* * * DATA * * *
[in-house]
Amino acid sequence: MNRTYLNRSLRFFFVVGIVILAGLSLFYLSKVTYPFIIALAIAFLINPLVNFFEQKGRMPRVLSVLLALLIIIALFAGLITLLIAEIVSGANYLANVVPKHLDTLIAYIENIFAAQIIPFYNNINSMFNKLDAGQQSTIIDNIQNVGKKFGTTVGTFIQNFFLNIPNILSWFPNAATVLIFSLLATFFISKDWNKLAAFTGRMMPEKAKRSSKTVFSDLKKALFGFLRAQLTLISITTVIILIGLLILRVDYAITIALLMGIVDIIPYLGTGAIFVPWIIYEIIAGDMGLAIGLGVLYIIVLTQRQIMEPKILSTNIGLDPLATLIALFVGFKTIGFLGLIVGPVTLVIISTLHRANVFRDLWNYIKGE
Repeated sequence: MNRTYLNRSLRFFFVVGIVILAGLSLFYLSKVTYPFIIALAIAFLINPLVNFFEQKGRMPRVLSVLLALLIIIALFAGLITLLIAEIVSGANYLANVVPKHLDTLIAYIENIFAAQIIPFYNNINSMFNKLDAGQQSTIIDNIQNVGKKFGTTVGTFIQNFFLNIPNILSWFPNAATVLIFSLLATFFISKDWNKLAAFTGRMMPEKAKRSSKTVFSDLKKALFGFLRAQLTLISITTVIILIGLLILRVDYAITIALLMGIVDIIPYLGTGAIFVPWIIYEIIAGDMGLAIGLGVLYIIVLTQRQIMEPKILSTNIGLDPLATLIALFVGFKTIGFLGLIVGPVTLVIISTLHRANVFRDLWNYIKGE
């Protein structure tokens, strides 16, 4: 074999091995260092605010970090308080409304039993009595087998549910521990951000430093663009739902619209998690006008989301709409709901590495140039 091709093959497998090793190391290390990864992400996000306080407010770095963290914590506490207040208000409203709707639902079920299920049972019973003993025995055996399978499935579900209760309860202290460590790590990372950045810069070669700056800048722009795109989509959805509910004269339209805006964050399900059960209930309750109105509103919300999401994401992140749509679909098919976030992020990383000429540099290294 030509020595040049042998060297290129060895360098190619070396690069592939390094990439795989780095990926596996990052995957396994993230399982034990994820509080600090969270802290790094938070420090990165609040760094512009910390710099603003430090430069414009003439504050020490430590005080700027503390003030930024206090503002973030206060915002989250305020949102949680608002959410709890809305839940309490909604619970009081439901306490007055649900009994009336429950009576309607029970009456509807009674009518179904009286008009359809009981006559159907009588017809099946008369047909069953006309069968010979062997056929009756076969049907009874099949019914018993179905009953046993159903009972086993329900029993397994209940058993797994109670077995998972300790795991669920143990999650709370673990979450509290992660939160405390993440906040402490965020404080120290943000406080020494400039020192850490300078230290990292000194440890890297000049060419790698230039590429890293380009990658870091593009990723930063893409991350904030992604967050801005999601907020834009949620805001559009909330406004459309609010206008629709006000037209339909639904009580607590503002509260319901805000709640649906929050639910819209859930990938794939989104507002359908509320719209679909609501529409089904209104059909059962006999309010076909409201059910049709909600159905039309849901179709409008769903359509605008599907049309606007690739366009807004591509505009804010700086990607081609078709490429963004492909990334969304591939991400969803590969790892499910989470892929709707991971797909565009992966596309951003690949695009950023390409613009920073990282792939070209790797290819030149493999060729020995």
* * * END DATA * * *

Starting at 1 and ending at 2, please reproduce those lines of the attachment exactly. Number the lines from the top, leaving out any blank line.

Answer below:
[in-house]
Amino acid sequence: MNRTYLNRSLRFFFVVGIVILAGLSLFYLSKVTYPFIIALAIAFLINPLVNFFEQKGRMPRVLSVLLALLIIIALFAGLITLLIAEIVSGANYLANVVPKHLDTLIAYIENIFAAQIIPFYNNINSMFNKLDAGQQSTIIDNIQNVGKKFGTTVGTFIQNFFLNIPNILSWFPNAATVLIFSLLATFFISKDWNKLAAFTGRMMPEKAKRSSKTVFSDLKKALFGFLRAQLTLISITTVIILIGLLILRVDYAITIALLMGIVDIIPYLGTGAIFVPWIIYEIIAGDMGLAIGLGVLYIIVLTQRQIMEPKILSTNIGLDPLATLIALFVGFKTIGFLGLIVGPVTLVIISTLHRANVFRDLWNYIKGE